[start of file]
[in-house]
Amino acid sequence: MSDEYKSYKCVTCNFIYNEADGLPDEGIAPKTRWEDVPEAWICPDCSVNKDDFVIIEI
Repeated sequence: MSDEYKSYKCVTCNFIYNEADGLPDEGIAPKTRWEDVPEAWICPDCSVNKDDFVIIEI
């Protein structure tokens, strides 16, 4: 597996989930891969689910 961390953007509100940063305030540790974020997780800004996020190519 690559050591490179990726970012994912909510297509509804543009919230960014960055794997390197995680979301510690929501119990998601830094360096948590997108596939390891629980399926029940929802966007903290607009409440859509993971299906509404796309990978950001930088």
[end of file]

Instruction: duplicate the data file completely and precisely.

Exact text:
[in-house]
Amino acid sequence: MSDEYKSYKCVTCNFIYNEADGLPDEGIAPKTRWEDVPEAWICPDCSVNKDDFVIIEI
Repeated sequence: MSDEYKSYKCVTCNFIYNEADGLPDEGIAPKTRWEDVPEAWICPDCSVNKDDFVIIEI
């Protein structure tokens, strides 16, 4: 597996989930891969689910 961390953007509100940063305030540790974020997780800004996020190519 690559050591490179990726970012994912909510297509509804543009919230960014960055794997390197995680979301510690929501119990998601830094360096948590997108596939390891629980399926029940929802966007903290607009409440859509993971299906509404796309990978950001930088």